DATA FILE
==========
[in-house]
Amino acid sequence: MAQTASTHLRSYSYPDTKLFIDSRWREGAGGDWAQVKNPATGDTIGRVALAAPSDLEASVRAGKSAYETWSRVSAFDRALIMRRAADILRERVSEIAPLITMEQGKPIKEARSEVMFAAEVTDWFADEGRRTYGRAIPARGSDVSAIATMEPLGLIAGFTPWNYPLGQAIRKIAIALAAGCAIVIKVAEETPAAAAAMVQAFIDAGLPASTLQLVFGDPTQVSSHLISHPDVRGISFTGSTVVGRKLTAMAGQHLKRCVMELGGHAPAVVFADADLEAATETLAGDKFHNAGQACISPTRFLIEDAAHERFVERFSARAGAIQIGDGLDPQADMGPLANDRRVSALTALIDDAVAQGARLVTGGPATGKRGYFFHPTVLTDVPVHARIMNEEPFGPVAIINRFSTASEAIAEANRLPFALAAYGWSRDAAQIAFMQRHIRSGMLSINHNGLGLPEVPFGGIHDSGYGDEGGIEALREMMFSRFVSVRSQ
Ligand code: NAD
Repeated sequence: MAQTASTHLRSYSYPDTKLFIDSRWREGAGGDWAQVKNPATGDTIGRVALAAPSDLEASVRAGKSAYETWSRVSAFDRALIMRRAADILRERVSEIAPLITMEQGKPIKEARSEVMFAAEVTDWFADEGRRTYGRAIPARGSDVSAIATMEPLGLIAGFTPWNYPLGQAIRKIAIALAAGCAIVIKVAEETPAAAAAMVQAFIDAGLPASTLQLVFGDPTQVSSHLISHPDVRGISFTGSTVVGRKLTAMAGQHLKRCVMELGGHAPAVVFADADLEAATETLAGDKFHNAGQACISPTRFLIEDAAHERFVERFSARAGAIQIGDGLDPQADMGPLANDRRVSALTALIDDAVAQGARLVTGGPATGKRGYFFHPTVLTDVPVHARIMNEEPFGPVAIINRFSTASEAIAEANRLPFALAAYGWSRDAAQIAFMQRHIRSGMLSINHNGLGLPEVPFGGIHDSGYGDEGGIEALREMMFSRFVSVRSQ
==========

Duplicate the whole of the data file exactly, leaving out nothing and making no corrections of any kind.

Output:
[in-house]
Amino acid sequence: MAQTASTHLRSYSYPDTKLFIDSRWREGAGGDWAQVKNPATGDTIGRVALAAPSDLEASVRAGKSAYETWSRVSAFDRALIMRRAADILRERVSEIAPLITMEQGKPIKEARSEVMFAAEVTDWFADEGRRTYGRAIPARGSDVSAIATMEPLGLIAGFTPWNYPLGQAIRKIAIALAAGCAIVIKVAEETPAAAAAMVQAFIDAGLPASTLQLVFGDPTQVSSHLISHPDVRGISFTGSTVVGRKLTAMAGQHLKRCVMELGGHAPAVVFADADLEAATETLAGDKFHNAGQACISPTRFLIEDAAHERFVERFSARAGAIQIGDGLDPQADMGPLANDRRVSALTALIDDAVAQGARLVTGGPATGKRGYFFHPTVLTDVPVHARIMNEEPFGPVAIINRFSTASEAIAEANRLPFALAAYGWSRDAAQIAFMQRHIRSGMLSINHNGLGLPEVPFGGIHDSGYGDEGGIEALREMMFSRFVSVRSQ
Ligand code: NAD
Repeated sequence: MAQTASTHLRSYSYPDTKLFIDSRWREGAGGDWAQVKNPATGDTIGRVALAAPSDLEASVRAGKSAYETWSRVSAFDRALIMRRAADILRERVSEIAPLITMEQGKPIKEARSEVMFAAEVTDWFADEGRRTYGRAIPARGSDVSAIATMEPLGLIAGFTPWNYPLGQAIRKIAIALAAGCAIVIKVAEETPAAAAAMVQAFIDAGLPASTLQLVFGDPTQVSSHLISHPDVRGISFTGSTVVGRKLTAMAGQHLKRCVMELGGHAPAVVFADADLEAATETLAGDKFHNAGQACISPTRFLIEDAAHERFVERFSARAGAIQIGDGLDPQADMGPLANDRRVSALTALIDDAVAQGARLVTGGPATGKRGYFFHPTVLTDVPVHARIMNEEPFGPVAIINRFSTASEAIAEANRLPFALAAYGWSRDAAQIAFMQRHIRSGMLSINHNGLGLPEVPFGGIHDSGYGDEGGIEALREMMFSRFVSVRSQ